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Re: nesting lists in man(7) pages

From: Ingo Schwarze
Subject: Re: nesting lists in man(7) pages
Date: Fri, 13 Aug 2021 18:47:22 +0200
User-agent: Mutt/1.12.2 (2019-09-21)

Hi Branden,

G. Branden Robinson wrote on Sat, Aug 14, 2021 at 12:53:31AM +1000:

> So, you're right, what we really need here are begin- and end-list tags.
> The instant problem comes from IP, like all paragraph tags, being "spot"
> markup rather than "block" markup.  (There are probably more correct
> terms for these.)

Kristaps called

  .Bd .Ed .Oo .Oc  .RS .RE  --  explicit blocks
  .Sh .It .Op      .SH .TP  --  implicit blocks
  .Ar .Em          .B  .I   --  in-line elements

and i consider that terminology reasonable.

> I don't know if blockifying man(7) paragraph tags in worth the trouble
> or likely to get update,

You mean, "uptake"?

> but people compose lists _all the time_ in
> man(7) pages and they so often turn out badly that I'm warming up to the
> idea of taking that on as my next big man(7) reform..._after_ I get MR
> implemented, a feature that is drumming its fingers on the table in my
> brain.

Regarding .MR:

You recently felt troubled when you realized that there is no
apparent way to tell people about the new NAME -> Name feature;
i sent a message confirming your fears earlier today.

Adding a new macro indeed does create very serious real-world
problems that cannot easily be solved, and those problems are worse
for man(7) and Linux than for mdoc(7) and BSD because the number
of distros is probably by about a factor of hundred higher in Linux
than in BSD and because all BSD systems usually update mandoc within
one year of a new release coming out, whereas for many Linux distros,
a new groff package may take much longer to land.

Is this feature really significant enough to design a solution that
is incompatible with existing formatters?  Is there really no way to
reach the same goal without totally breaking compatibility?

I think there is no way to deny that the compatibility break is very
serious indeed.  If a new page uses .MR, an old formatter will
completely omit the manual page reference and show nothing at all,
in all output modes.

For example, would it be sufficient to treat .IR as a manual page
reference if and only if the second argument starts with '(' and a
decimal digit, optionally followed by some ASCII letters, and ends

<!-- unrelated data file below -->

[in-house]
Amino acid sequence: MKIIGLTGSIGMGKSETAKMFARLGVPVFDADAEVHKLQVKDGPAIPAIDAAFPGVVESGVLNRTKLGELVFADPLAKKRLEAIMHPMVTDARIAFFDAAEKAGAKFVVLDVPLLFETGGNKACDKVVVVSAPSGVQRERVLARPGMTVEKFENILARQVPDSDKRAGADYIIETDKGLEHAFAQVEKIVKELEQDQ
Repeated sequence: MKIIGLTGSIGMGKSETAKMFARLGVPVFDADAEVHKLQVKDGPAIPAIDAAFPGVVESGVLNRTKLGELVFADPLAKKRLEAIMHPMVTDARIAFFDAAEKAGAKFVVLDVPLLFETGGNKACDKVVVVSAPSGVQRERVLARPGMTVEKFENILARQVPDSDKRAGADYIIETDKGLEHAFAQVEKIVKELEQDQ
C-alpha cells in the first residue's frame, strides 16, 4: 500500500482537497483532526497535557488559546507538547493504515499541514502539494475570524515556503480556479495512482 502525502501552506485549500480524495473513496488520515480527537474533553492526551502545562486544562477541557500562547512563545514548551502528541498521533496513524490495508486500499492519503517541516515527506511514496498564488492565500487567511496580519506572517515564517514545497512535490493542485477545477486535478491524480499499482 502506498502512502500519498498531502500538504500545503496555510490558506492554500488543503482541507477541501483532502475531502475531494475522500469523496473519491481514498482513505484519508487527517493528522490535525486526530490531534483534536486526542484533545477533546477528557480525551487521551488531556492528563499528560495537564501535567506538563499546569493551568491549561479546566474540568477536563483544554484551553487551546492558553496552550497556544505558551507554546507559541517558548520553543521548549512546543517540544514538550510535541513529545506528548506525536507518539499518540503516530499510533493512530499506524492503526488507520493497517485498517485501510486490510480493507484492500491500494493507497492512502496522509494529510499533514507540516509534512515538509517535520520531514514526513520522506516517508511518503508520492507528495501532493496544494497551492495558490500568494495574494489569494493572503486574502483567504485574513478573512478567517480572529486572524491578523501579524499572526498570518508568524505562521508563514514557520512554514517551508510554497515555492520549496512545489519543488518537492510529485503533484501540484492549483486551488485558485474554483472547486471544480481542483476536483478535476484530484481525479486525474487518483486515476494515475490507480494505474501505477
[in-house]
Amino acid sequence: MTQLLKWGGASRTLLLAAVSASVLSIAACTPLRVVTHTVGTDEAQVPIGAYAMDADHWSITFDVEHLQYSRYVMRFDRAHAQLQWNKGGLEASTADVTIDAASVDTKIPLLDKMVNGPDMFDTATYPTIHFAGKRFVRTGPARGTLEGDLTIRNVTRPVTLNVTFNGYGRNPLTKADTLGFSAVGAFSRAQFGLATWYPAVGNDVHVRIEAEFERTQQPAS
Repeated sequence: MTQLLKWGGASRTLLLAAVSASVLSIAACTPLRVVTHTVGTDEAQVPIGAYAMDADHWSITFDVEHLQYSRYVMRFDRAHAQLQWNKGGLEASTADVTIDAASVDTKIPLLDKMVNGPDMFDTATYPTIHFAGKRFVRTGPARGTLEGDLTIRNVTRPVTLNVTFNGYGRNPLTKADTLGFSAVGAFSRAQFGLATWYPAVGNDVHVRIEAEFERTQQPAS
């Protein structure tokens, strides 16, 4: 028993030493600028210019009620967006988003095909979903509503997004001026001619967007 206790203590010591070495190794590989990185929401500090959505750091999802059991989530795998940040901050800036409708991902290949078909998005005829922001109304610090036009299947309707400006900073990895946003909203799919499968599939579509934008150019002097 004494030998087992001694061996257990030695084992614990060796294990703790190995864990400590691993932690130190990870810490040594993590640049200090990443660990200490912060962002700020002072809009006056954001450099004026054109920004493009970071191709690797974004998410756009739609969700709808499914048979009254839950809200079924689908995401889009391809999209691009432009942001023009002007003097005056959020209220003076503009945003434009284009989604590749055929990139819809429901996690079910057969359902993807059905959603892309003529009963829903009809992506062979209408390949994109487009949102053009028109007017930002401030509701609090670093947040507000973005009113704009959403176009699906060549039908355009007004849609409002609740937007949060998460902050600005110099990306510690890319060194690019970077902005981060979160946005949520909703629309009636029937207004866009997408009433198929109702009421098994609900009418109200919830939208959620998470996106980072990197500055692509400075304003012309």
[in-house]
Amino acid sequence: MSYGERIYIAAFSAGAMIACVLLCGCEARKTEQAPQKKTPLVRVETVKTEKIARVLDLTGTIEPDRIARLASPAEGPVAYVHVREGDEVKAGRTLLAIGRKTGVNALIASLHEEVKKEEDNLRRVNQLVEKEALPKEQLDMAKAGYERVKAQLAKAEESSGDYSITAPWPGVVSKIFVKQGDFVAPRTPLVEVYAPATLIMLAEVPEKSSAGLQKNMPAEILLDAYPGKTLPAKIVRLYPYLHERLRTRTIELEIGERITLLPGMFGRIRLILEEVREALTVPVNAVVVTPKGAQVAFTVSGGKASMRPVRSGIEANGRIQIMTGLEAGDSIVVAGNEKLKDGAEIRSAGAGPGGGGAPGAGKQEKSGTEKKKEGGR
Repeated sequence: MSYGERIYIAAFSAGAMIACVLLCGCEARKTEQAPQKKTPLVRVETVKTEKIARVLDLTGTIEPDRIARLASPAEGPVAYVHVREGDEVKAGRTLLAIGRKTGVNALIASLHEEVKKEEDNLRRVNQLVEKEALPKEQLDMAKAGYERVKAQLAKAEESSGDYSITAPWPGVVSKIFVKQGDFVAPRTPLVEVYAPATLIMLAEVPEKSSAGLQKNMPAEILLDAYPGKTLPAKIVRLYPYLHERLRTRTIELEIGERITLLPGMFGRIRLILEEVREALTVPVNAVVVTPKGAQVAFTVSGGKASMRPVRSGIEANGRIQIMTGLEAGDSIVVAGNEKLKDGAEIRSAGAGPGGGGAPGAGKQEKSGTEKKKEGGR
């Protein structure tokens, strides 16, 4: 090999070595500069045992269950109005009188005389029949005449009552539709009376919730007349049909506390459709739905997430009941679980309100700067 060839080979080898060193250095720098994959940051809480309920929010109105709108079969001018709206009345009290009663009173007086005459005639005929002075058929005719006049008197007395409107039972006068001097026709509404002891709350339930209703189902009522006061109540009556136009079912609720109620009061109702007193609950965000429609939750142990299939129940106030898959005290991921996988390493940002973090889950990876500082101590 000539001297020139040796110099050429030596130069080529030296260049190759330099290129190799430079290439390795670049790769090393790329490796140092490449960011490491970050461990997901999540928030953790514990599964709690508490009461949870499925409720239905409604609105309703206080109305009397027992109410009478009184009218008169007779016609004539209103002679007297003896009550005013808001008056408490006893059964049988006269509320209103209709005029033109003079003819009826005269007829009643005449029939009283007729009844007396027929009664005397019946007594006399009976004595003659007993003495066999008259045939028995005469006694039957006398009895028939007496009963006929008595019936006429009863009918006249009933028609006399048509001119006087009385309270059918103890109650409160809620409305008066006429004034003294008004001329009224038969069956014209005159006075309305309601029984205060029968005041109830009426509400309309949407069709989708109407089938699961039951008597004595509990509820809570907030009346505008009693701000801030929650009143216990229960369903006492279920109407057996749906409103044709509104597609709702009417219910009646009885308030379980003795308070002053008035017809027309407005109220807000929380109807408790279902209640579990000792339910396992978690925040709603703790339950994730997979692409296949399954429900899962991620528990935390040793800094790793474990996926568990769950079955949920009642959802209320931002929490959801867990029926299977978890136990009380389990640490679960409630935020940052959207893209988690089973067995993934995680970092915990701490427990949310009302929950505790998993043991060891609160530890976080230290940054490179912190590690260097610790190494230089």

with ')', optionally followed by punctuation?  That would be fully
compatible with existing formatters, false positives would be very
rare and could be suppressed by prepending "\&" to the argument if
an unusually diligent author really felt a pressing need to do so.
Without any hurry, authors could be educated to use the new feature
and avoid idioms like

  .RI (see kill (2)).

in favour of

  .IR kill (2)).

Many will already be doing just that, intuitively.

I'm not saying that is the best or only way.  I'm merely saying you
run a risk of rushing to the implementation stage before really
considering (a) the design and (b) the consequences for real-world
manual pages and how to get onto a viable migration path.

Reagrding tagged lists:

Yes, i is an area where bad man(7) code gets written even more often
then in other respects.  But before deciding that a new language
feature needs to be designed because people do cray things for the
lack of it, we have to understand what exactly is missing.  Or,
which is a similar, but not exactly the same question, why exactly
people are doing those crazy thing.

So far, the only speculation offered to that question is "failure
to understand the target language".  Even if that spaculation is
accurate, and it does seem plausible, then it is *not at all* an
argument to add anything new.  You have three list macros (.TP,
.IP, .HP) in your (otherwise small) language.  People don't understand
the list macros.  How do we solve that problem?  Add more list
macros!  You must be joking, Mr. Feynman...

The technicalities i just brought up regarding how man(7) list
macros do not really nest are certainly not the reason why lists
are so often badly marked up in man(7) code: i think a very small
number of people is aware of these technicalities.  Even if there
were, i dont think it would deter them.  And the number of people
who design their man(7) code to support HTML as well as possible
is likely to be extremely small, too.  So what *is* the actual
problem?  Don't even start searching for a solution until you have
a very clear answer to that question.

Even if we would come to the conclusion that new list macro(s) are
needed, i doubt that they need to be explicit.  Even though .RS and
.EX exist, they feel like exceptions and implicit blocks feel more
natural and nearer to the spirit of the man(7) language.  By
comparison, the mdoc(7) language has a balanced approach of providing
both explicit and implicit macros, and even there, the list item
macro (.It) is an implicit one, no less than .TP in man(7).
Besides, one can argue that in the context of man(7), the fact
that .TP is implicit does not hinder rendering of lists as <dl><dt>...
at all.  What causes the problem is rather that the explicit .RS
macro suddenly intrudes into a language otherwise mostly designed
with implicit blocks.

After the problem has been identified, the design has to be considered.
For example, if the HTML rendering issue caused by the .RS interruption
were the problem - but i believe it is not, see above - then for example
adding a third "indentation" (or equivalently, "level") argument to the 
.TP macro might be a viable candidate for a design.  It might not even
cause a serious compatibility break.

Again, i'm far from presenting this as the best or only solution to a
(yet unidentified) problem.


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